4. Filing Sales Tax Returns: Persons who register for sales tax purposes must collect all applicable sales taxes from customers and remit the sales tax to the correct governmental authority. All tax returns must be filed on time and late filing penalties are applicable when filed late.  Amounts collected as or on account of GST/HST and PST are generally considered trust funds held for Her Majesty.
  5. Income Tax: If a foreign person gets into the Canadian tax system for sales tax purposes, the Canadian tax authorities usually ask if they require an income tax number.  Canadian tax authorities may look at all books and records and are not obligated to accept a subset of records relating only to sales to Canada.  This means that the Canadian tax authorities have a right to look at anything they wish (they just cannot go outside Canadian tax law and treaties when imposing assessments).
  6. Customs duties:  Under Canadian customs laws, the importer of record is responsible to the CBSA and may be assessed for errors in customs documentation.  The CBSA does not assess exporters for providing incorrect information – the relationship is between the importer of record and the CBSA.
  7. Tariff classification: The importer of record must ensure that the tariff item number communicated on the customs clearance documentation is correct.  When importing into Canada, the Canadian tariff classification must be used, which may differ from a foreign HS classification.  While tariff classification is harmonized, the last 7-10 digits are all local trade data numbers.  Also, the CBSA may have issued policy statements and advance ruling letters that interpret the HS Code differently than another country's customs authorities.  When importing into Canada, the Customs Tariff   (Canada) applies and Canadian case law and policies need to be considered.  If a tariff classification is incorrect, the importer of record may be re-assessed additional duties and taxes and may have to may AMPs penalties.
  8. Certificate of Origin: The importer of record must have a properly completed certificate of origin at the time of importation.  If the certificate of origin is not available or is incorrect, the CBSA may issue a re-assessment against the non-resident importer.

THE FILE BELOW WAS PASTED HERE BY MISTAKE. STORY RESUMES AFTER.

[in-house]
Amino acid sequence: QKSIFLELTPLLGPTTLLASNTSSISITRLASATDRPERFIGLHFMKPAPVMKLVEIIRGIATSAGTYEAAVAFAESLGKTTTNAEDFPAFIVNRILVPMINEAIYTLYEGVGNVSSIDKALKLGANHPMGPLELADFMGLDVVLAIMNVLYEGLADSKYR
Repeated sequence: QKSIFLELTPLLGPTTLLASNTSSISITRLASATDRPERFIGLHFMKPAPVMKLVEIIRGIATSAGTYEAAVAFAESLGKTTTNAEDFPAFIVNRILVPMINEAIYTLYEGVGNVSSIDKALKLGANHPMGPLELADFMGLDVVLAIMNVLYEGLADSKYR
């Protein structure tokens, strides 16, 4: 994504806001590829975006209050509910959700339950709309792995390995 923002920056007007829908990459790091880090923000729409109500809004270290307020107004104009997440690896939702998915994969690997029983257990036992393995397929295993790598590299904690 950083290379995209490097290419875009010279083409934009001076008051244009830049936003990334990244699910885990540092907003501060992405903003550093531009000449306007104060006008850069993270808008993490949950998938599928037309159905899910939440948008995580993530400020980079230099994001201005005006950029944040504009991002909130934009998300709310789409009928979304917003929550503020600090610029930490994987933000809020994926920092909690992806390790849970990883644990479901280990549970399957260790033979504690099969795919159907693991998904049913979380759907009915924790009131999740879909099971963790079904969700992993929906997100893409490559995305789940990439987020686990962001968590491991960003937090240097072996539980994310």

9. Valuation: Non-resident importers face valuation issues because their invoice price is not usually considered to be reliable.  A non-resident import is usually the exporter or the goods.  As a result, the non-resident importer can write any number it wishes on an invoice.  The price of the invoice may not reflect what an arm's length customer would pay.  As a result, more complex valuation rules usually apply.
  10. Import Permits: Canada requires that some goods (e.g., cheese, poultry, eggs, dairy, meats, other foods, small arms, chemicals, carbon steel products, apparel and textiles, roses, etc.) have prior approval by way of an import permit.  Failure to obtain an import permit may result in over-access customs duties rates, fines and imprisonment.
  11. Marking Rules: Non-resident importers must ensure that imported goods meet Canada's marking rules.
  12. Labeling: Non-resident importers must ensure that imported goods meet Canada's labeling rules, including Canada's language labeling laws.
  13. Maintenance of Books and Records: A non-resident importer must maintain books and records relating to all Canadian sales for a prescribed number of years.  Depending on the tax or the border issue, the length of time may exceed 6 years.  Failure to maintain proper books and records may result in fines and penalties (and more audits).
  14. Agency Agreement With Customs Broker: Most non-resident imports sign agency agreements with a customs broker.  The brokers usually use a standard form agreement.  The non-resident importer is responsible even if the broker makes mistakes and does not follow the instructions of the non-resident importer.

There are many other rules that may be applicable depending upon the goods.  Please seek out specific advice before importing goods into Canada as a non-resident importer.

Other Options?

There are other options to being a non-resident importer.  A foreign entity may deliver goods outside Canada and have their customer be the importer or record. All paperwork must be very clear that goods are delivered outside Canada.

A foreign entity may look for a Canadian distributor for its goods who will be responsible for all things Canadian and will be paid a commission for taking on Canadian compliance and market risk.  Generally, the relationship is structured so that the foreign seller delivers all goods to the distributor outside Canada and the distributor acts as the importer of record.

A foreign entity may locate a fulfillment company that operates in Canada who will be responsible for all things Canadian and will be paid a commission for taking on Canadian compliance and market risk.  Generally, the relationship is structured so that the foreign seller delivers all goods to the distributor outside Canada and the distributor acts as the importer of record.

Many foreign entities decide to incorporate a Canadian subsidiary to isolate the Canadian risk in a Canadian company.  The single most important benefit is that the Canadian tax authorities will deal with the Canadian subsidiary and not the foreign person if the arrangements are structured properly.  This is a good option where the sales in Canada are anticipated to exceed a threshold amount on an annual basis.

Please contact a Canadian lawyer for specific structuring advice.

This article was originally published on Republished with permission.

The content of this article is intended to provide a general guide to the subject matter. Specialist advice should be sought about your specific circumstances.